What you see here is european car's new long-term, 2016 VW Passat. Some of you may remember when I took the reigns of this magazine a little more than two years ago; I inherited a similar long-term Passat nearing the end of its one-year loan. I found the car hobbled with an air-suspension kit that had not only ruined the ride quality, but at the same time managed to ruin the handling. On top of that, it took up a decent amount of trunk space and leaked; there were no positive aspects to it. Normally, I envy multitaskers, but I had zero love for this setup's ability to take most of the positive attributes of the Passat and ruin them simultaneously.
With the couple of short months I had left with that Passat, I managed to save some face by installing coilovers, a performance tire and wheel package, along with some really easy power mods for the 1.8t, which was brand new at the time. It only took a few well-chosen modifications and we were turning faster laps around our figure-8 test than the last BMW 5-series we had tested. The Passat has been refreshed for 2016; the base engine is still the 1.8t but this time our long-termer is powered by the 280hp, 3.6L VR6 and comes in the top-of-the-line SEL Premium trim. While the base 1.8t might be an easier way to show gains, the VR starts out faster than our modded four-cylinder had become, but more on that later.
Let's start by talking tech; this Passat is loaded with just about everything you would expect in a luxury car with a much higher sticker price. To start, it has Apple CarPlay, Android Auto, and MirrorLink, any of which will essentially turn the VW Car-Net AppConnect infotainment system into a terminal for your smartphone. As an iPhone user, I've so far found it flawless in operation, although I am mostly using it to read and send text messages through voice control, listen to podcasts (AM talk radio for Gen Xers), and also control a number of Internet radio apps. I am still kind of old school and use the car's navigation rather the phone's Google Maps, but either way works. The Fender audio system sounds as good as anything that isn't an $8,000 option in a $100,000 car.
For safety and convenience, the SEL Premium is equipped with active cruise control, lane assist, blind-spot assist, rear cross traffic warning, autonomous braking, hands-free trunk opening, power folding mirrors, back-up camera, 360-degree parking sensors, and probably five other things I'm forgetting. One of the surprising offerings is the park assist, which will essentially parallel park your car or back it into a spot. Yes, I know, we all had to become parallel parking masters to get our licenses, but even as someone who considers himself fairly adept at it, it's nice to be able to hit a button, operate the brake pedal, and let the car do the rest to squeeze the 16-foot-long car into an 18-foot-long space.
So far, all we've done is test the car and shoot the photos you see here. In testing, we were surprised at the fleetness of the big sedan. VW rates this car at 280 hp, so it isn't surprising that it's quick in 0-60 mph, but what is surprising is that it turned in a better time than our stock, limited-slip differential-equipped, MK7 GTI. With the stock GTI, we never managed to sneak below 6.0 seconds to 60. The Passat, on the other hand, with an open differential and all-season tires, managed to get to 60 mph in 5.8 seconds. Also for reference, our Unitronic Stage 1 flashed GTI with sticky tires has only managed a 5.7-second 0-60. The Passat also did a 14.3-second at 98.8-mph quarter-mile; again for reference, the stock GTI did a 14.6 at 98.0 mph. Moral of the story: If you have a stock, Performance Pack GTI or even a Power Module-equipped GTI, you probably don't want to be messing with Passat V-6s.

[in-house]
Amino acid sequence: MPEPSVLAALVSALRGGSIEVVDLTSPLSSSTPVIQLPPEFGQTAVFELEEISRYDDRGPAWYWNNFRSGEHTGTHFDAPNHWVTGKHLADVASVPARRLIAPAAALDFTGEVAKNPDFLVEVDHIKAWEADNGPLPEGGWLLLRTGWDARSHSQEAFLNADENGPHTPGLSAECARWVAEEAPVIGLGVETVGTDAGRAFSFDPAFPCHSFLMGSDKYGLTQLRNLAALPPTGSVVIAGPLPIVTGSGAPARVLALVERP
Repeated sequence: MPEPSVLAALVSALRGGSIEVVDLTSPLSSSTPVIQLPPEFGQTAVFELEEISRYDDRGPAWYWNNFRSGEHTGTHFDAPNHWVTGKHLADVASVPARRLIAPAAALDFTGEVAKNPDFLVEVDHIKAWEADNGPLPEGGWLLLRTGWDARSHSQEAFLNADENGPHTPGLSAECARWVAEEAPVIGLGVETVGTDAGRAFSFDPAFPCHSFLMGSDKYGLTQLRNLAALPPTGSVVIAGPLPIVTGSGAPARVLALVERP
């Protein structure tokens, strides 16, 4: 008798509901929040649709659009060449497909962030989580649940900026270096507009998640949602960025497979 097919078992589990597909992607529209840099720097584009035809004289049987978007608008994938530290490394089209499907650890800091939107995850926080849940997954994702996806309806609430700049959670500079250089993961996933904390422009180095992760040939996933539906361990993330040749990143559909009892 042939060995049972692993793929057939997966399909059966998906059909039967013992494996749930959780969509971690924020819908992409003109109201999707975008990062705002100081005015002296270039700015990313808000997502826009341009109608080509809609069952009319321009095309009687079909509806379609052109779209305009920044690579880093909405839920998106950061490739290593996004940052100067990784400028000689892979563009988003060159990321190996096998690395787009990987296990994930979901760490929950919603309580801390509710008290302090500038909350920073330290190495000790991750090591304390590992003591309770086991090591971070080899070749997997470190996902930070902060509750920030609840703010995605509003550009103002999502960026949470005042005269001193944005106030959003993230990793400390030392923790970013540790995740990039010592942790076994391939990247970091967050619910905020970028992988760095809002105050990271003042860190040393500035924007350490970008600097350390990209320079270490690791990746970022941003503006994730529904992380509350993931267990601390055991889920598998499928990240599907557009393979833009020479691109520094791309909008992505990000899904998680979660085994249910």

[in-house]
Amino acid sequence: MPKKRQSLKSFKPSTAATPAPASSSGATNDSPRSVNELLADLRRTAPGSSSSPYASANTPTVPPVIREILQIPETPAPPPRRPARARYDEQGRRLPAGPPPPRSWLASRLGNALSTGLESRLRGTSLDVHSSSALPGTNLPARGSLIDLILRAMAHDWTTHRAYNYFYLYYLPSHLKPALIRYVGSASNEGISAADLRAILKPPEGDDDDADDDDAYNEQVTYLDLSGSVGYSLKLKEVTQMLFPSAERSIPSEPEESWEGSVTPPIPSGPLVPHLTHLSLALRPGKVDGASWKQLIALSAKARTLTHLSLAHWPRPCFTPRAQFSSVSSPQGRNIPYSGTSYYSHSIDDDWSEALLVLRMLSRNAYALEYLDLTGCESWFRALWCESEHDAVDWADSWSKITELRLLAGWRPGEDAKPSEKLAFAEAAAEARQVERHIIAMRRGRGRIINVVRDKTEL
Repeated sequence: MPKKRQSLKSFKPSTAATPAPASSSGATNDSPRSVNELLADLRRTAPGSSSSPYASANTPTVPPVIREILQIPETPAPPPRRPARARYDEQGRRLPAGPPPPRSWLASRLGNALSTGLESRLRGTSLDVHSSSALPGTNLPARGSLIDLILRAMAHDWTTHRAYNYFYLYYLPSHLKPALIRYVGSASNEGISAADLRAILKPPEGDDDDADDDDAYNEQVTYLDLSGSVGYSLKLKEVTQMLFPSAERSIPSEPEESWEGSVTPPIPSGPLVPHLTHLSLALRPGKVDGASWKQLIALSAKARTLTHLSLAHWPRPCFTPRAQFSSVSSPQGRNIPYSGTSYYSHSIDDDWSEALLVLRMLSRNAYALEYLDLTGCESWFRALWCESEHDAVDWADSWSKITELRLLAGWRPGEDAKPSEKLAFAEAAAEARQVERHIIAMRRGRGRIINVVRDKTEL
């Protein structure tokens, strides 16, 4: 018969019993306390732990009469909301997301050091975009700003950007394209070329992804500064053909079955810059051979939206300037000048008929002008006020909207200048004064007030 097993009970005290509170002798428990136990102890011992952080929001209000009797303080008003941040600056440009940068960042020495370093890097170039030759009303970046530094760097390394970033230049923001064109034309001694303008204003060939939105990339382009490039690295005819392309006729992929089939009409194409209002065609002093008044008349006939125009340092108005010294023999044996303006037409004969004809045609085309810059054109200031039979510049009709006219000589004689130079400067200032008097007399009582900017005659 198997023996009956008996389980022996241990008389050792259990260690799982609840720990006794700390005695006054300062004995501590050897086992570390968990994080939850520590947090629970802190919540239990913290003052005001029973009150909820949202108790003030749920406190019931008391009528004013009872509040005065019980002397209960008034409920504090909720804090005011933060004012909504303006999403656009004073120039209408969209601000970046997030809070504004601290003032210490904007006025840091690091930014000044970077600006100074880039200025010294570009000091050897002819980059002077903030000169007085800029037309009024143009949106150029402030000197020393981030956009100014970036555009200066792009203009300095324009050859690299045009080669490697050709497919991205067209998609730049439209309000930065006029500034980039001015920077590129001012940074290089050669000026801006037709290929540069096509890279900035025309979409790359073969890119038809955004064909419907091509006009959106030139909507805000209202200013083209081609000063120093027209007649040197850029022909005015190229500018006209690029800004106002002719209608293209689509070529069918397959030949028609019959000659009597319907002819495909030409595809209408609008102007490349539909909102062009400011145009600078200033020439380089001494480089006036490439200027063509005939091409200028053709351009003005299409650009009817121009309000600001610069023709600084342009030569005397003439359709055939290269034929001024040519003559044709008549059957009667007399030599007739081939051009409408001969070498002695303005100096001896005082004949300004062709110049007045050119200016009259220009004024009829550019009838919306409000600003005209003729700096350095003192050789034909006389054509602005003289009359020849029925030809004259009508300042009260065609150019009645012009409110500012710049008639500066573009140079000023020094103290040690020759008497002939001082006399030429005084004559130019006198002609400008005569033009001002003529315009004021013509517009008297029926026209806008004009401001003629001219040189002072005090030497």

It was the figure-8, however, that really impressed me and Motor Trend's testing director, Kim Reynolds. Kim drives just about every car the industry builds on the figure-8. While he drives everything, he's only impressed by a few of those things. He came back from his laps with the Passat, smiling. "It has feedback and communication you don't get in a lot of modern cars, certainly not in cars in this class. There is just no comparison between this and something like a Camry or Accord; maybe even some other German cars." Kim also went on to talk about some of the nuances, "There is a little bump going into the west end of the figure-8. All cars lose a little bit of grip there, but very few will tell you about it—this does. It has a playfulness in the chassis; it rotates when you turn in and will rotate with a little throttle lift. It's a genuinely enjoyable car to drive."
I've found these same characteristics in just about the entire VW lineup. Drivers who really appreciate a driver's car—and not just arguing about them on the Internet—like driving VWs. There is a connection with the car that some European cars have abandoned. I don't think everyone gets it; it's a subtle thing that you just have to feel, and if you don't get to really drive the car and I mean drive it in a way you can't do on city streets or on a test drive with a salesman, then you will never get it. With that said, our Passat only managed a 26.7-second lap around the figure-8. A bit leisurely compared to our stock GTI's 25.5-second lap. Most of this comes down to the all-season touring tires, which do provide a soft and quiet ride.
Over the next year, we intend to squeeze a bit more performance out of the Passat, while always keeping in mind, this is still about touring, not racing. We won't strive for all-out performance, but we will shoot for something along the lines of an M-performance BMW or S-Line Audi. We want to keep the luxury while adding a bit more punch to the already quick family car. Then, maybe we can inspire VW to give us a real Passat R at some point.